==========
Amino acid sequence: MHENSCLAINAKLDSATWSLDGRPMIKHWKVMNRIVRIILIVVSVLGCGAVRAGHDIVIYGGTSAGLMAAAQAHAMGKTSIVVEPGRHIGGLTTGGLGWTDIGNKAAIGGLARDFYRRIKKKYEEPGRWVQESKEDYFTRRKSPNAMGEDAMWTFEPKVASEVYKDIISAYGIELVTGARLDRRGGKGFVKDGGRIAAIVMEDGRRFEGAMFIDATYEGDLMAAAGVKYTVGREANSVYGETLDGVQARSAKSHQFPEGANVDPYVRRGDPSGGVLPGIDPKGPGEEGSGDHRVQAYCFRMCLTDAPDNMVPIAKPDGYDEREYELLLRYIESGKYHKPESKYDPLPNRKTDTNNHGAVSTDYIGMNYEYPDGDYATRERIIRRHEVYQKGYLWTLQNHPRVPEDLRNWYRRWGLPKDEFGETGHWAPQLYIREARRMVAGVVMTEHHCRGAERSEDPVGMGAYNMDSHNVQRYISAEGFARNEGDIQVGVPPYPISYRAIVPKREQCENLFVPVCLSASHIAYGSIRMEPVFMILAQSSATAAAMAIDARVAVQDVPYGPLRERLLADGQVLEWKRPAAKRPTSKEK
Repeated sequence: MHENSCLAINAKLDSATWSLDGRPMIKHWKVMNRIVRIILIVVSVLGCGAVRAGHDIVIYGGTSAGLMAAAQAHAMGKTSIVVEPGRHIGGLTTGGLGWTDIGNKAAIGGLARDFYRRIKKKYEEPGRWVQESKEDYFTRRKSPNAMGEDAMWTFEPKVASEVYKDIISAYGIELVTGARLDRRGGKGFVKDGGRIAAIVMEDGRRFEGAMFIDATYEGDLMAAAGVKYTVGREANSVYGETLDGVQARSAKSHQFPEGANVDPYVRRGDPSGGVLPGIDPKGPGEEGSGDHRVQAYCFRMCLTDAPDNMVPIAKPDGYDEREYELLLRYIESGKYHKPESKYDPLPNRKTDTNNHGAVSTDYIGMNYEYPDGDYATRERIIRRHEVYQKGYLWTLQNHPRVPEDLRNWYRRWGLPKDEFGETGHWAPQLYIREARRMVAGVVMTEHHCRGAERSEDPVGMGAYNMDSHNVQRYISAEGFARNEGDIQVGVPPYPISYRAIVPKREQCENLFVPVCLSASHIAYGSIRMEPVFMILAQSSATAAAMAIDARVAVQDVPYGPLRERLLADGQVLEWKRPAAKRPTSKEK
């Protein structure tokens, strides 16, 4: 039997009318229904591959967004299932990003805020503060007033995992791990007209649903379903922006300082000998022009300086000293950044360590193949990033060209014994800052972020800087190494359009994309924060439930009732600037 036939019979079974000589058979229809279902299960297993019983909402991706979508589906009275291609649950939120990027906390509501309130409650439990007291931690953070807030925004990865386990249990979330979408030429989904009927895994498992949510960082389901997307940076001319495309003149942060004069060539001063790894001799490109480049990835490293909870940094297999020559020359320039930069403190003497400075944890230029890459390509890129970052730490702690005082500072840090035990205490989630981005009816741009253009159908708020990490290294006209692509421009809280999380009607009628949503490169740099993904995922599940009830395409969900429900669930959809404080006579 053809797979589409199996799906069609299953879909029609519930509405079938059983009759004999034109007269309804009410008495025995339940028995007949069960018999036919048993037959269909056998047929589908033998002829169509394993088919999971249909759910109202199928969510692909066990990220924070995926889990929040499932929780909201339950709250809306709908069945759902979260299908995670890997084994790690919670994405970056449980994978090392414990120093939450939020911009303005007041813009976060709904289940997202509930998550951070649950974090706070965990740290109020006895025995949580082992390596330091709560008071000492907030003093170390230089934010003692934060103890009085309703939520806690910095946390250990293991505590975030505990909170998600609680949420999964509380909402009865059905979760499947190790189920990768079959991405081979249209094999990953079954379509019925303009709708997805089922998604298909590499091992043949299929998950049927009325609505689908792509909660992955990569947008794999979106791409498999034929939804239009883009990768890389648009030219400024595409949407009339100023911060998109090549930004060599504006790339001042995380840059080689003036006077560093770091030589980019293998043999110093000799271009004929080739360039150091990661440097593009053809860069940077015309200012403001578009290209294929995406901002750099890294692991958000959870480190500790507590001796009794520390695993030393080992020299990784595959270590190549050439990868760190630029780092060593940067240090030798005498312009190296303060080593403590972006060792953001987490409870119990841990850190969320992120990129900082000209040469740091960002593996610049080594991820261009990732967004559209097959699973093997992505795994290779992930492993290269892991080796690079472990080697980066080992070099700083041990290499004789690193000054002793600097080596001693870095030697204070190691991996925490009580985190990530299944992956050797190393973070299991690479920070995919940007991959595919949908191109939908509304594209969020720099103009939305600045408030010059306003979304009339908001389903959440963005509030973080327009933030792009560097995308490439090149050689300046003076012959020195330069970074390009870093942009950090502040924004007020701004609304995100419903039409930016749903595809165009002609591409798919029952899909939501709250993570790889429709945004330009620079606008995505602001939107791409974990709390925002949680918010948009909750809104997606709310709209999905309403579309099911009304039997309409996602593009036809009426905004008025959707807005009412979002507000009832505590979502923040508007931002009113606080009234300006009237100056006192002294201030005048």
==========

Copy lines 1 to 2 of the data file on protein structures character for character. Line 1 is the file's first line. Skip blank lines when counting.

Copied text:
Amino acid sequence: MHENSCLAINAKLDSATWSLDGRPMIKHWKVMNRIVRIILIVVSVLGCGAVRAGHDIVIYGGTSAGLMAAAQAHAMGKTSIVVEPGRHIGGLTTGGLGWTDIGNKAAIGGLARDFYRRIKKKYEEPGRWVQESKEDYFTRRKSPNAMGEDAMWTFEPKVASEVYKDIISAYGIELVTGARLDRRGGKGFVKDGGRIAAIVMEDGRRFEGAMFIDATYEGDLMAAAGVKYTVGREANSVYGETLDGVQARSAKSHQFPEGANVDPYVRRGDPSGGVLPGIDPKGPGEEGSGDHRVQAYCFRMCLTDAPDNMVPIAKPDGYDEREYELLLRYIESGKYHKPESKYDPLPNRKTDTNNHGAVSTDYIGMNYEYPDGDYATRERIIRRHEVYQKGYLWTLQNHPRVPEDLRNWYRRWGLPKDEFGETGHWAPQLYIREARRMVAGVVMTEHHCRGAERSEDPVGMGAYNMDSHNVQRYISAEGFARNEGDIQVGVPPYPISYRAIVPKREQCENLFVPVCLSASHIAYGSIRMEPVFMILAQSSATAAAMAIDARVAVQDVPYGPLRERLLADGQVLEWKRPAAKRPTSKEK
Repeated sequence: MHENSCLAINAKLDSATWSLDGRPMIKHWKVMNRIVRIILIVVSVLGCGAVRAGHDIVIYGGTSAGLMAAAQAHAMGKTSIVVEPGRHIGGLTTGGLGWTDIGNKAAIGGLARDFYRRIKKKYEEPGRWVQESKEDYFTRRKSPNAMGEDAMWTFEPKVASEVYKDIISAYGIELVTGARLDRRGGKGFVKDGGRIAAIVMEDGRRFEGAMFIDATYEGDLMAAAGVKYTVGREANSVYGETLDGVQARSAKSHQFPEGANVDPYVRRGDPSGGVLPGIDPKGPGEEGSGDHRVQAYCFRMCLTDAPDNMVPIAKPDGYDEREYELLLRYIESGKYHKPESKYDPLPNRKTDTNNHGAVSTDYIGMNYEYPDGDYATRERIIRRHEVYQKGYLWTLQNHPRVPEDLRNWYRRWGLPKDEFGETGHWAPQLYIREARRMVAGVVMTEHHCRGAERSEDPVGMGAYNMDSHNVQRYISAEGFARNEGDIQVGVPPYPISYRAIVPKREQCENLFVPVCLSASHIAYGSIRMEPVFMILAQSSATAAAMAIDARVAVQDVPYGPLRERLLADGQVLEWKRPAAKRPTSKEK